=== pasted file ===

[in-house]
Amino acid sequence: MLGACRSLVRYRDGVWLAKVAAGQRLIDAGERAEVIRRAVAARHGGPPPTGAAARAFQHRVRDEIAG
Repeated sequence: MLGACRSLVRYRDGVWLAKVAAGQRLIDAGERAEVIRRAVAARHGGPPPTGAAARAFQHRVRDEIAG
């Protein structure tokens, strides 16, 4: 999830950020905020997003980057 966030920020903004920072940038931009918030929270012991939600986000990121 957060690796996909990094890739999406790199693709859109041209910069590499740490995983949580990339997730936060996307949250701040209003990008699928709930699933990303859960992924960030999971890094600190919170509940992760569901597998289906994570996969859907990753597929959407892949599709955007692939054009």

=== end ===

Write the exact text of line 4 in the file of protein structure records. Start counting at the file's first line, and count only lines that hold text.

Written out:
């Protein structure tokens, strides 16, 4: 999830950020905020997003980057 966030920020903004920072940038931009918030929270012991939600986000990121 957060690796996909990094890739999406790199693709859109041209910069590499740490995983949580990339997730936060996307949250701040209003990008699928709930699933990303859960992924960030999971890094600190919170509940992760569901597998289906994570996969859907990753597929959407892949599709955007692939054009």